In the latest issue of the New England Journal of Medicine, researchers from Harvard and Harvard Medical School report that, even when the age of childbearing is still very much a work in progress, children with a history of poor health have a better chance of attending their doctor’s appointments when they are younger than adults.
The researchers, led by Dr. Robert C. Wittenmyer, PhD, analyzed data from the National Health Interview Survey and the National Center for Health Statistics.
The survey, which began in 1997, has tracked children’s health for more than 3.2 million people aged 1 to 59 for more 10 years.
Their analysis found that children with an average of 1.6 missed days of school each year had a lower chance of going to a doctor’s appointment with a doctor than those who went to school every day.
Their study also found that the odds of getting a doctor appointment increased by about a quarter for children with mild-to-moderate-to severe asthma and by about half for children who had an average age of 11 or more.
The authors of the study caution that this is just one study and that more research is needed.
The study does not prove causation, Wittenmayer says, but it does provide some evidence that a child who has a history the child is at increased risk of health problems.
“This does suggest a very real, important role for pediatricians and pediatric nurses in making sure their patients have the health and physical environment to make the most of their lives,” he says.
“If the children are healthy, they will be healthy.
If they are unhealthy, they are going to be unhealthy.”
A study from the same group published in the same journal also found a stronger relationship between asthma and children who were younger than age 10.
However, both studies used the same questionnaire and used similar measures of asthma, so they could not be used to extrapolate to other age groups.
Children who had a history are more likely to have asthma if they have it more frequently, and that risk is greater for children younger than 10, says lead author Dr. Daniel A. Katz, PhD. The link between childhood asthma and later asthma risk is more than just a relationship with older age, Katz says.
Children in families with asthma have a much higher risk of asthma in adulthood.
Children with asthma are also more likely than those without to get bronchitis or bronchiolitis.
The studies were conducted in a small sample of children aged 1 through 19 years old, but Katz says more work is needed to determine whether there is any connection between asthma in early life and subsequent asthma later in life.
Children aged 1 year and older have a 50% higher risk than children aged 10 years and younger of developing asthma, he says, and children in families who have asthma are more than twice as likely as children in non-affluent families to have it in adulthood, according to the study.
Katz says there are several reasons why this might be so.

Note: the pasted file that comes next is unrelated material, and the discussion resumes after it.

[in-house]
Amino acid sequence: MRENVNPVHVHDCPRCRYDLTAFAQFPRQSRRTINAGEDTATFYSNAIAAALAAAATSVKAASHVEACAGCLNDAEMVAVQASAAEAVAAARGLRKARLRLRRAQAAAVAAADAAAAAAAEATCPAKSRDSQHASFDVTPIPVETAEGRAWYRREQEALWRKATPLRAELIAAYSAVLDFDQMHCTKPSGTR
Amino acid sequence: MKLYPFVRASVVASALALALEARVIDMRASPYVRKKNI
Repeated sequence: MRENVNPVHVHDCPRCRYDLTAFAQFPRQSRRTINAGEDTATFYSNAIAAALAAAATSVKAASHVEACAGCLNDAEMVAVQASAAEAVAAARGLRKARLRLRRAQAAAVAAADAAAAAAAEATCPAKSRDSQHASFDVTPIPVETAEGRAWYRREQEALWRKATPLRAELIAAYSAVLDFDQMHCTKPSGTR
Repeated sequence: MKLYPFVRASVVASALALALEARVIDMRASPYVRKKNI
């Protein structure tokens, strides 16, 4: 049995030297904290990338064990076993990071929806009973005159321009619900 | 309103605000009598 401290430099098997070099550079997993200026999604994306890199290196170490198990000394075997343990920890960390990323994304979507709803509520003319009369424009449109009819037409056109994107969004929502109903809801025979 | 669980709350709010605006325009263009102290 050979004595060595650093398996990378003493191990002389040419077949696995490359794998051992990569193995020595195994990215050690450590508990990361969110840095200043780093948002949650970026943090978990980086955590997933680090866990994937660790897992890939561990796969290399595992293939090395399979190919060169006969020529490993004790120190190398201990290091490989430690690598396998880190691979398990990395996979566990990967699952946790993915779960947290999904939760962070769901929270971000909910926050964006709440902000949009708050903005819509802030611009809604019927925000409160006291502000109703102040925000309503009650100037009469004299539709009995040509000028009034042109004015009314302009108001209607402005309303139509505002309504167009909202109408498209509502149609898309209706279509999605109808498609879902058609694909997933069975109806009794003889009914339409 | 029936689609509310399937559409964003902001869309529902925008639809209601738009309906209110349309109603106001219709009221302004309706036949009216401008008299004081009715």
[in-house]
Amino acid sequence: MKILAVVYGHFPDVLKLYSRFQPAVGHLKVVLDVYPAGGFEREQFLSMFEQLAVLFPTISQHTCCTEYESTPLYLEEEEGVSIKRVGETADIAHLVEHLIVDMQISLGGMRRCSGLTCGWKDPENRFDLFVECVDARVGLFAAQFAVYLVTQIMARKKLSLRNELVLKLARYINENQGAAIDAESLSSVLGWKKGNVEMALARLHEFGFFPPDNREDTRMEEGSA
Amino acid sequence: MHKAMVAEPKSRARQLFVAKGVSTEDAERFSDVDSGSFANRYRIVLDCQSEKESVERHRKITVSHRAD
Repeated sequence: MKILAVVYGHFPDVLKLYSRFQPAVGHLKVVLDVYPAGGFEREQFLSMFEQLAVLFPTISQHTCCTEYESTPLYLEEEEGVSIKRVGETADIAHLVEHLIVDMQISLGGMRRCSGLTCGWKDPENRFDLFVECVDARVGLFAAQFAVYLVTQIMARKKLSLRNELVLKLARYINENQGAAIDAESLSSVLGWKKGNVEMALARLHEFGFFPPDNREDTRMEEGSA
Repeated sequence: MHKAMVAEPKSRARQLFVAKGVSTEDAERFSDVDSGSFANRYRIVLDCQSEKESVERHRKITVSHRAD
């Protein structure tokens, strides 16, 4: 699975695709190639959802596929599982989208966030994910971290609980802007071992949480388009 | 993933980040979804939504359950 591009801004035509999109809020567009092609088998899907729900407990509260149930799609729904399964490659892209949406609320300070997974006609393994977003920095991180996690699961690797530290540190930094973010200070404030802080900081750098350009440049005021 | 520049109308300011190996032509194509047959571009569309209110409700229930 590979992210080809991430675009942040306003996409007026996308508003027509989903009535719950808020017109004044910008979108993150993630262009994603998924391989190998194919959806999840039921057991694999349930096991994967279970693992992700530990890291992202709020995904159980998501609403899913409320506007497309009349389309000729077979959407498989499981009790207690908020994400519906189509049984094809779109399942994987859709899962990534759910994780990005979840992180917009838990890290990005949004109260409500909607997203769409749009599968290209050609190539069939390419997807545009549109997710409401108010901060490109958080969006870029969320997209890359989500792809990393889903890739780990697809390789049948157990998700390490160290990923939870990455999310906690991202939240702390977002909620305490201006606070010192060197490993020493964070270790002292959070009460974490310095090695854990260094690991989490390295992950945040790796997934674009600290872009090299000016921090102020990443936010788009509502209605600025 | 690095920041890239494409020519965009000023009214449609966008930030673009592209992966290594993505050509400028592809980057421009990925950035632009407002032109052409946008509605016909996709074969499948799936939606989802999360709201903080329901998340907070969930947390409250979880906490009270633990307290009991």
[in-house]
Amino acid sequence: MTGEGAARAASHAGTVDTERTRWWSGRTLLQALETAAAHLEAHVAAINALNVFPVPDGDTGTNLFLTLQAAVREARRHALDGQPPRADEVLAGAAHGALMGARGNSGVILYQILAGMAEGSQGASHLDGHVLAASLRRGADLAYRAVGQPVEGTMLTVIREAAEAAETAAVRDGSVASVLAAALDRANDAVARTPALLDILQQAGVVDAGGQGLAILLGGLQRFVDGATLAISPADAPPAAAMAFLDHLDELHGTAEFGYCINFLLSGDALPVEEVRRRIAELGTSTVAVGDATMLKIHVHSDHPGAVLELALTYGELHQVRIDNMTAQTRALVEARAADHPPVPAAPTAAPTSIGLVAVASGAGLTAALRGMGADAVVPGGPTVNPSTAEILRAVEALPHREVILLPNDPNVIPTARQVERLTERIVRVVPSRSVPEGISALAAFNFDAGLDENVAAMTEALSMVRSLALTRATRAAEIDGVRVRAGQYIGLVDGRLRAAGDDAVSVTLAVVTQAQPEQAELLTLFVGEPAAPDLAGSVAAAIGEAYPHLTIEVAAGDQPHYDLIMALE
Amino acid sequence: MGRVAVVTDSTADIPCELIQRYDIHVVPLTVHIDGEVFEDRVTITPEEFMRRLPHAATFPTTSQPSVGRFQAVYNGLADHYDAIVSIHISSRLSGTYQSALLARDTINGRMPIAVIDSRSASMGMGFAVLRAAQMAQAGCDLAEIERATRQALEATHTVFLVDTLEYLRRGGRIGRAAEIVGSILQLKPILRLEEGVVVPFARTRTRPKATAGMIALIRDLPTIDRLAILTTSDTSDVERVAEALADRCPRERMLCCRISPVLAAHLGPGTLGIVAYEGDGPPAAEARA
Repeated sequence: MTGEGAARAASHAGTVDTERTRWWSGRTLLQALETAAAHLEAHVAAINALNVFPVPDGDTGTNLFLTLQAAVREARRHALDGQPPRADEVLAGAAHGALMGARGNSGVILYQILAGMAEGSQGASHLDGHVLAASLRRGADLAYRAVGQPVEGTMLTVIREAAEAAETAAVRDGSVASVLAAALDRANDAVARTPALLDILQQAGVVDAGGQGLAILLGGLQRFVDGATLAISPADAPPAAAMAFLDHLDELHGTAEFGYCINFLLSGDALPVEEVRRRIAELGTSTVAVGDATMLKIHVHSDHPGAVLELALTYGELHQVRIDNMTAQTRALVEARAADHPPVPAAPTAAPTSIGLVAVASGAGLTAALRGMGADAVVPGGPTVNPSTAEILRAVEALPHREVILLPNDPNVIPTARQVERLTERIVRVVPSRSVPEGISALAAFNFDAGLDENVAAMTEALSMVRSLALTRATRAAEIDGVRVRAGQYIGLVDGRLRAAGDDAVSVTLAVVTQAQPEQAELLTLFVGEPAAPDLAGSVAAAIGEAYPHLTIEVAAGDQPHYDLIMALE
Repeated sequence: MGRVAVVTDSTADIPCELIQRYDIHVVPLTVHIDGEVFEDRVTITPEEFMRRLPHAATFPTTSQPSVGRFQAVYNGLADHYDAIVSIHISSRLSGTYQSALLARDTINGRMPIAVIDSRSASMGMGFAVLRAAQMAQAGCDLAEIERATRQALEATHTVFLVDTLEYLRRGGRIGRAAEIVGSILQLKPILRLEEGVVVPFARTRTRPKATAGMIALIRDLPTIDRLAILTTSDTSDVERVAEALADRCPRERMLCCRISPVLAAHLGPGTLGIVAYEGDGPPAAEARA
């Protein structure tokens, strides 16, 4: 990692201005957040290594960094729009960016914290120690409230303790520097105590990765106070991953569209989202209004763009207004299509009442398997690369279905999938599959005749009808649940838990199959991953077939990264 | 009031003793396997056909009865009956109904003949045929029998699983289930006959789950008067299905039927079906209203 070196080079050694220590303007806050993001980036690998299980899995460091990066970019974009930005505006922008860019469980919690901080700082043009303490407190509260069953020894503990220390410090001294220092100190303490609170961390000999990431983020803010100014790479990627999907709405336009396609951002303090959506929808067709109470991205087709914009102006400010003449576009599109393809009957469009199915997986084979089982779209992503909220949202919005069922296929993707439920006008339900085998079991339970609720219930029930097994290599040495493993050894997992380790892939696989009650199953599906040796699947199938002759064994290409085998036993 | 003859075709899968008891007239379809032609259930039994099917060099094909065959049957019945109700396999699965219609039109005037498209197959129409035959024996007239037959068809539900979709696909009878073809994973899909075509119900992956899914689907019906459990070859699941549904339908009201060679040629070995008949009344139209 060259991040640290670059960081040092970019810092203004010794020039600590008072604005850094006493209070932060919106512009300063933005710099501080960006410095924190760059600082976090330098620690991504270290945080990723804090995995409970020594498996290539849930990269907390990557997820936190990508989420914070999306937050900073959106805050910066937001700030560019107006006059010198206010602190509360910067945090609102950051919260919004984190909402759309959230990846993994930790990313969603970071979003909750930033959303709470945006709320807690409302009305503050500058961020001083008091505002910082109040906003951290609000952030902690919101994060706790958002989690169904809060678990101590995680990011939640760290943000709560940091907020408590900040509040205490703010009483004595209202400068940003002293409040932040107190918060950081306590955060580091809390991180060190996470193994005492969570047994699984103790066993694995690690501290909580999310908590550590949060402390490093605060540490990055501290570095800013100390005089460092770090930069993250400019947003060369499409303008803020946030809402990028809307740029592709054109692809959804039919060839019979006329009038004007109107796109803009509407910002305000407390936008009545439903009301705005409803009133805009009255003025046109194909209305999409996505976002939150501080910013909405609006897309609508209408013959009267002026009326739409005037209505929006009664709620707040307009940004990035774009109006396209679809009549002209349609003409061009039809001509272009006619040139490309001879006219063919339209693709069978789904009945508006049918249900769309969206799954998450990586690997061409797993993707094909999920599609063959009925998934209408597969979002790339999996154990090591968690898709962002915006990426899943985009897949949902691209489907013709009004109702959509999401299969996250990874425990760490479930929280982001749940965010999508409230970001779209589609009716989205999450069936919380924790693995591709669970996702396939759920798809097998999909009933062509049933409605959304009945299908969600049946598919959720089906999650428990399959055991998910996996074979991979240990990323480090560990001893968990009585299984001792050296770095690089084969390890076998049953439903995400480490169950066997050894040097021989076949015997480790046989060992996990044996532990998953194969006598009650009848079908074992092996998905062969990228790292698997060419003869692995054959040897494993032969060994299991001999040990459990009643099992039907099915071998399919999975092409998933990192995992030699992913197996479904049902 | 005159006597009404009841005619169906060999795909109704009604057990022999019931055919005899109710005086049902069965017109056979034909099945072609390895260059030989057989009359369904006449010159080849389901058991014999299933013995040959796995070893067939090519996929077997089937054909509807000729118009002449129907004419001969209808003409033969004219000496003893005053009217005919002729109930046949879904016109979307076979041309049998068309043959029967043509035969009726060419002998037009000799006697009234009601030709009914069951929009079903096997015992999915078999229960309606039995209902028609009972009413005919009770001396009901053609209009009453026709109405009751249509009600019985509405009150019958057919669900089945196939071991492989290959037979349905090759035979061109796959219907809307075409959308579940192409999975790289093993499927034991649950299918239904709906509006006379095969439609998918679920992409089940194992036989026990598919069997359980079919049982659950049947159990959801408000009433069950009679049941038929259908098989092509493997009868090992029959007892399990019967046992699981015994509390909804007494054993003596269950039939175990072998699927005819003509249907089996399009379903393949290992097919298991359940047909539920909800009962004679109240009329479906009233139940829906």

Children tend to be more vulnerable to developing asthma in the first place.
Children are more susceptible to early symptoms of asthma if their parents are more sensitive to asthma, or if they are exposed to the symptoms early in life, he notes.
This is because the immune system is more sensitive and develops early, and the immune response can start at an earlier age.
The children in the study were older and had fewer asthma symptoms at ages 4 to 9 years, when their parents were more sensitive.
Children also tended to have lower levels of lung function tests, such as C-reactive protein, as well as fewer asthma-related tests at ages 10 to 12 years, Katz notes.
Children may also have a stronger immune system than older children.
Children have fewer receptors in their lungs that are able to respond to chemicals that are released by the immune cells in their bodies, such that a stronger response is generated, says Katz.
The stronger the response, the more likely the immune reaction is to produce a stronger reaction.
“So if the children have the immune systems that are stronger and are responding more readily to these chemicals, they might be more likely in later life to develop asthma,” he notes, “so it could be a protective mechanism.”
The study authors also found there was a link between children who have been diagnosed with asthma and less well-being.
In this case, children who experienced symptoms of chronic bronchitic inflammation were more likely not to attend school as adults.
However a strong immune response to a disease or an inflammatory condition in early childhood may have other protective effects that can persist even into adulthood.
The next step is to look at how children who are diagnosed with chronic bronachitis and who have had more severe asthma episodes have fared compared with those who are not.
For example, the study authors suggest this may be one of the most important questions to answer: How much better do children in these families fare?
Katz says further research is warranted